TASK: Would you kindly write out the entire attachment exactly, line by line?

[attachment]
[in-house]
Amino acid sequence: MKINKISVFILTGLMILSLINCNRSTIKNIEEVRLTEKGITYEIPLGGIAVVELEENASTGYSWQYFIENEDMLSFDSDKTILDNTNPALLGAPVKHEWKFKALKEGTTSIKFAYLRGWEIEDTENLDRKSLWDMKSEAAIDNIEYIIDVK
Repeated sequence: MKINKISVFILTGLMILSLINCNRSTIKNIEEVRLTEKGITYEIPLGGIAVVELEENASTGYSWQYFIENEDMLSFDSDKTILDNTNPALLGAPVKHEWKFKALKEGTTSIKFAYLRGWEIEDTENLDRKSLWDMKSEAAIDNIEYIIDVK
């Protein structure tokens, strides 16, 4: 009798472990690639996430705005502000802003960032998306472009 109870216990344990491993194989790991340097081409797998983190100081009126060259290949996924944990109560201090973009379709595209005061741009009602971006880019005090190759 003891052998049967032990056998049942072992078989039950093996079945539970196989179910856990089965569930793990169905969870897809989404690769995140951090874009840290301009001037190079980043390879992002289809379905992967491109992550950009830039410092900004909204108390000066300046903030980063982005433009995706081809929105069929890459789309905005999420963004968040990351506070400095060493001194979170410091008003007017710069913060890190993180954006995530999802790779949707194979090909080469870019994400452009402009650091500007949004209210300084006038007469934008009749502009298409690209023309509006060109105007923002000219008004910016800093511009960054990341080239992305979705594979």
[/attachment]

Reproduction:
[in-house]
Amino acid sequence: MKINKISVFILTGLMILSLINCNRSTIKNIEEVRLTEKGITYEIPLGGIAVVELEENASTGYSWQYFIENEDMLSFDSDKTILDNTNPALLGAPVKHEWKFKALKEGTTSIKFAYLRGWEIEDTENLDRKSLWDMKSEAAIDNIEYIIDVK
Repeated sequence: MKINKISVFILTGLMILSLINCNRSTIKNIEEVRLTEKGITYEIPLGGIAVVELEENASTGYSWQYFIENEDMLSFDSDKTILDNTNPALLGAPVKHEWKFKALKEGTTSIKFAYLRGWEIEDTENLDRKSLWDMKSEAAIDNIEYIIDVK
């Protein structure tokens, strides 16, 4: 009798472990690639996430705005502000802003960032998306472009 109870216990344990491993194989790991340097081409797998983190100081009126060259290949996924944990109560201090973009379709595209005061741009009602971006880019005090190759 003891052998049967032990056998049942072992078989039950093996079945539970196989179910856990089965569930793990169905969870897809989404690769995140951090874009840290301009001037190079980043390879992002289809379905992967491109992550950009830039410092900004909204108390000066300046903030980063982005433009995706081809929105069929890459789309905005999420963004968040990351506070400095060493001194979170410091008003007017710069913060890190993180954006995530999802790779949707194979090909080469870019994400452009402009650091500007949004209210300084006038007469934008009749502009298409690209023309509006060109105007923002000219008004910016800093511009960054990341080239992305979705594979």